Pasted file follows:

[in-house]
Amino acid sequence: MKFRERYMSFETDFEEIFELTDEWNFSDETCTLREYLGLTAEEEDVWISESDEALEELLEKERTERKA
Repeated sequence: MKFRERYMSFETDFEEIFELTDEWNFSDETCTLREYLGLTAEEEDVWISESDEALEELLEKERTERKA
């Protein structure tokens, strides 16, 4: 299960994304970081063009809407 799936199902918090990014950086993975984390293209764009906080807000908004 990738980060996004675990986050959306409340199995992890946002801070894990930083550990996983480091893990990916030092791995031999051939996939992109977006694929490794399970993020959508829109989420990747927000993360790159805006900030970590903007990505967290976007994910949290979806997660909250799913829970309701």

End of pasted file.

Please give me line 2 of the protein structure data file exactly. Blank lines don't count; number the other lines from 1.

Amino acid sequence: MKFRERYMSFETDFEEIFELTDEWNFSDETCTLREYLGLTAEEEDVWISESDEALEELLEKERTERKA